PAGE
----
The ’My Best School Trip Award’ is all about recognising brilliant educational visits, but what does a winning entry look like?

Kirk Ella St. Andrew’s Community Primary School wins the 'My Best School Trip' Award 2016

Ian Wood of Kirk Ella St. Andrew’s Community Primary School collects the ‘My Best School Trip’ Award at the School Travel Awards ceremony in 2016.

Last year schools from the length and breadth of the country entered the ‘My Best School Trip’ Award.

In order to take part, and stand a chance of winning £1,500 to spend on a future school trip, teachers got their pupils to write reviews of trips they had taken everywhere from Kenya to Kent.

When the judges got together to pick the strongest entries at the September judging day in London they were faced with some difficult decisions.

In the end, as the sun started to set over the capital, the panel agreed on a shortlist of the strongest entries. Below, STO looks at these entries, and reveals what they had that other entries did not.

Flora Gardens Primary School, Hammersmith

Where: Nethercott House Farm

Lead teacher: Debby Brand

Objectives: To raise economical and industrial understanding, to study basic life processes, to apply mathematical knowledge in a real life setting, to develop Geography knowledge, to build relationships and extend friendship groups.

What impressed the judges? Amongst other things, the trip was cross-curricular, specific goals were set and measured, the development of relationships played a part in the design of the trip. Plus, topics were studied in ways that could not have been replicated inside the classroom.

Headlands School in Yorkshire

Where: South Africa

Lead teacher: Olivia Traves

Objectives: To develop Mathematical and Business knowledge through fundraising activities, to build an understanding of other cultures, and to take pupils out of their comfort zone.

What impressed the judges? This was a trip that could not have been replicated in the classroom. It was cross curricular and gave pupils a once in a lifetime opportunity.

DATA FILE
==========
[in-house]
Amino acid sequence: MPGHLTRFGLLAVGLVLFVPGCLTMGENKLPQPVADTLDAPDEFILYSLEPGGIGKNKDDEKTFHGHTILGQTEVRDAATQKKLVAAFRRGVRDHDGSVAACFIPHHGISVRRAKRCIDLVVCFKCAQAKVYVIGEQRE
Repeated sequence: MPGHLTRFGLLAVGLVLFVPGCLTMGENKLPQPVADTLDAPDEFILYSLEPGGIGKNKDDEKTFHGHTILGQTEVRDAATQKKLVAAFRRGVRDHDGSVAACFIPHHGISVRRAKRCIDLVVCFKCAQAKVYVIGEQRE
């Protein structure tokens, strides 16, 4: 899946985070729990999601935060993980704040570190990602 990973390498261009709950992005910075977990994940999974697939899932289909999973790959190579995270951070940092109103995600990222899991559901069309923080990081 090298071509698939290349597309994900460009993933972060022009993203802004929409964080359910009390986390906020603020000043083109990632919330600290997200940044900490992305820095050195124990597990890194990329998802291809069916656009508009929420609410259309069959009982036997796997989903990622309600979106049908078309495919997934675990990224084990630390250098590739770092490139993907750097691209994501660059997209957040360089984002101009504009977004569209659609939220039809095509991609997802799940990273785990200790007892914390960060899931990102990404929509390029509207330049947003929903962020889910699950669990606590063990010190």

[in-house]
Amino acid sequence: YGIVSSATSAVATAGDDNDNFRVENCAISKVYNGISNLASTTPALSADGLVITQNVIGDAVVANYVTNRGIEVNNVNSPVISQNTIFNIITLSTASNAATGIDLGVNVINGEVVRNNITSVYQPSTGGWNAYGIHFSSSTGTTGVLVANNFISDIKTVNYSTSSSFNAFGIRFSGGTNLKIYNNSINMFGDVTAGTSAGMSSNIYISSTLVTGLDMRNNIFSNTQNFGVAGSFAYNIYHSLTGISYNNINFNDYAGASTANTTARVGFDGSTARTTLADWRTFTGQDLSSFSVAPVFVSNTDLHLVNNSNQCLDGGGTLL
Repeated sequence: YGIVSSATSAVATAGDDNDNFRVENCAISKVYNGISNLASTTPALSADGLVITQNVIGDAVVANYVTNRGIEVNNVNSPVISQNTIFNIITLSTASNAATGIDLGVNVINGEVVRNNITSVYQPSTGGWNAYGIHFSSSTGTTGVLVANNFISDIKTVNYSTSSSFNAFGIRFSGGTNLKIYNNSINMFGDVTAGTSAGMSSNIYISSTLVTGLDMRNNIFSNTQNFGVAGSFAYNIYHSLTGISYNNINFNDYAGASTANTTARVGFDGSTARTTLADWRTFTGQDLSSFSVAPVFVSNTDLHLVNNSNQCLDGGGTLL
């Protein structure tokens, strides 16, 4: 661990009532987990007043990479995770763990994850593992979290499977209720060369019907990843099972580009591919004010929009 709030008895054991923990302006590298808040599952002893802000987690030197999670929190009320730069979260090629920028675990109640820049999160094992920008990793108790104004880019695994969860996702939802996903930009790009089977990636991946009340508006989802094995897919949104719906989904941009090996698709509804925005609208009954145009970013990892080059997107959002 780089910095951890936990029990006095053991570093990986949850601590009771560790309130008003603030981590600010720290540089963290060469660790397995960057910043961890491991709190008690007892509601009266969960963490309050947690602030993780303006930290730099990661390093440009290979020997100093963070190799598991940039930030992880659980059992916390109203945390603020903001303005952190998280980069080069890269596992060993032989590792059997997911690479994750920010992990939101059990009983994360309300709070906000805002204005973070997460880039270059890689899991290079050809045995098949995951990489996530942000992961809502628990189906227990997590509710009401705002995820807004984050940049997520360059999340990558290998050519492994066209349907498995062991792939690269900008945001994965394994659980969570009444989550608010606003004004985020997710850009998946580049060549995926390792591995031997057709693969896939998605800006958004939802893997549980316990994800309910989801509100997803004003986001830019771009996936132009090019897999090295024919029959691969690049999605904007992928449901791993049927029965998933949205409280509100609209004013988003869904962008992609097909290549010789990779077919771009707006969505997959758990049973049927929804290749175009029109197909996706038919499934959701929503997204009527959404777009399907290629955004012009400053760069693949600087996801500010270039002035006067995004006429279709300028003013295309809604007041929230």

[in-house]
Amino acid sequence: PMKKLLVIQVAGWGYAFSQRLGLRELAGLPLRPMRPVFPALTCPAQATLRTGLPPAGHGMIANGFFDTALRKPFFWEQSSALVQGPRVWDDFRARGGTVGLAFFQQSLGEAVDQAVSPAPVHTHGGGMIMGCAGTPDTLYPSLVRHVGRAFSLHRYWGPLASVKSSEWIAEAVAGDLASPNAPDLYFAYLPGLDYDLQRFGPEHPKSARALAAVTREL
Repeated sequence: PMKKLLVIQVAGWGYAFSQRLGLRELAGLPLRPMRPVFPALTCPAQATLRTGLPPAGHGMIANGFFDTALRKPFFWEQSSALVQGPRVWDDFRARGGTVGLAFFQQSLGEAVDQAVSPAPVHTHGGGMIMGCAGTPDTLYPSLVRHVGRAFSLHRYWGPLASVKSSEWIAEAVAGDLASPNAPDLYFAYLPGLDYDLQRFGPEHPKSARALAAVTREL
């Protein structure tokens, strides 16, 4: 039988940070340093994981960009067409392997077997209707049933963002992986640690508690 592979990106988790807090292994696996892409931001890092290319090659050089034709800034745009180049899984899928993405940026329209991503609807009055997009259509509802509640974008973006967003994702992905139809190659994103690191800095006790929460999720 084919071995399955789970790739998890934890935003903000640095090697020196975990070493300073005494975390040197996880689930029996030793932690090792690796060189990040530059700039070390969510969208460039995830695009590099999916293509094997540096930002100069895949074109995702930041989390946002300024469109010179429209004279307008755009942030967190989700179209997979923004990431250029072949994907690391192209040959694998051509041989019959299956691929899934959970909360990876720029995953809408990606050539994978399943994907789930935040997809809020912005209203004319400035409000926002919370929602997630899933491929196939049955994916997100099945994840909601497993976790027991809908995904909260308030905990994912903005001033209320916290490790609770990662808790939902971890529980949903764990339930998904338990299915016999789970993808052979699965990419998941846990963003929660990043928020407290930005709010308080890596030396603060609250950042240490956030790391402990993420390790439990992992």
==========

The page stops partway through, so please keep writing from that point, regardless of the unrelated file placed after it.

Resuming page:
Sacred Heart Primary School in Hertfordshire

Where: Celtic Harmony

Lead teacher: Rachel Smith

Objectives: To study History, in particular, changes over time. To meet speaking and listening objectives in English. To bring algebra to life and to give pupils the chance to work collaboratively.

What impressed the judges? The trip linked back to previous lessons at school and was followed up afterwards in History, Maths and English classes. Pupils were also encouraged to lead their own learning at times.

Bealings School in Suffolk

Where: West Stow Anglo Saxon Village

Lead teacher: Julia Walshaw

Objectives: To embed knowledge of Anglo Saxon life and bring the learning that had taken place in the classroom to life.

What impressed the judges? A lot of thought had gone in to the tailoring of this trip. Julia had built the visit around the imaginative enquiry based approach to learning known as the Mantle of the Expert. Activities had taken place in the classroom prior to the trip and continued afterwards, to enhance learning.

WINNER: Kirk Ella St Andrew’s Community Primary School, Yorkshire

Where: YHA Eskdale, Cumbria

Lead teacher: Ian Wood

Objectives: To study a contrasting area of the UK, to compare life in the past with the present, to ease the pupils’ transition to Secondary school.

What impressed the judges? What really stood out about this trip was the way it had been completely tailored by lead teacher Ian Wood, and how many of the activities were led by school staff, too. Children also had the opportunity to lead their own learning at times, and the trip had been costed to make it accessible for all. On top of all that, the learning from the trip was followed up in structured ways back in the classroom.

To find out more about entering the My Best School Trip Award and to request an entry pack, visit